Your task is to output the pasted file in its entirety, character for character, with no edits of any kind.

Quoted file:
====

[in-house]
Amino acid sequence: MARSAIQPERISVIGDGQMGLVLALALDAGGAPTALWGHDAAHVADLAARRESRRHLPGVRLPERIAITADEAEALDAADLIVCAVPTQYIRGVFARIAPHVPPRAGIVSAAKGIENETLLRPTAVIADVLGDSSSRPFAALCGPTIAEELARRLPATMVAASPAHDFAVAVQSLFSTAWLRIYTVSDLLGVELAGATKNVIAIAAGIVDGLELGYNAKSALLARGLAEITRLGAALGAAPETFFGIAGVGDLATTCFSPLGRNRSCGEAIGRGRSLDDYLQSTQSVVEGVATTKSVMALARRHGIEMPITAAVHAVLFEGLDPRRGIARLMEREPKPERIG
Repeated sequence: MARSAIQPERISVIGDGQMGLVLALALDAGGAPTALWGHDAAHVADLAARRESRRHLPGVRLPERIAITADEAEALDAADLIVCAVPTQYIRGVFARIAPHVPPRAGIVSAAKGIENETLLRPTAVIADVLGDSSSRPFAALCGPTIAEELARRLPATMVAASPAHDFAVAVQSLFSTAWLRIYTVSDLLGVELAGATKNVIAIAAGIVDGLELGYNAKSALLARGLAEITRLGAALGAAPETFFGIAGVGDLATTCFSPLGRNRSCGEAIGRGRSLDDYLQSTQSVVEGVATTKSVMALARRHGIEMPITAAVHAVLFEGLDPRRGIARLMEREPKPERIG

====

[in-house]
Amino acid sequence: MARSAIQPERISVIGDGQMGLVLALALDAGGAPTALWGHDAAHVADLAARRESRRHLPGVRLPERIAITADEAEALDAADLIVCAVPTQYIRGVFARIAPHVPPRAGIVSAAKGIENETLLRPTAVIADVLGDSSSRPFAALCGPTIAEELARRLPATMVAASPAHDFAVAVQSLFSTAWLRIYTVSDLLGVELAGATKNVIAIAAGIVDGLELGYNAKSALLARGLAEITRLGAALGAAPETFFGIAGVGDLATTCFSPLGRNRSCGEAIGRGRSLDDYLQSTQSVVEGVATTKSVMALARRHGIEMPITAAVHAVLFEGLDPRRGIARLMEREPKPERIG
Repeated sequence: MARSAIQPERISVIGDGQMGLVLALALDAGGAPTALWGHDAAHVADLAARRESRRHLPGVRLPERIAITADEAEALDAADLIVCAVPTQYIRGVFARIAPHVPPRAGIVSAAKGIENETLLRPTAVIADVLGDSSSRPFAALCGPTIAEELARRLPATMVAASPAHDFAVAVQSLFSTAWLRIYTVSDLLGVELAGATKNVIAIAAGIVDGLELGYNAKSALLARGLAEITRLGAALGAAPETFFGIAGVGDLATTCFSPLGRNRSCGEAIGRGRSLDDYLQSTQSVVEGVATTKSVMALARRHGIEMPITAAVHAVLFEGLDPRRGIARLMEREPKPERIG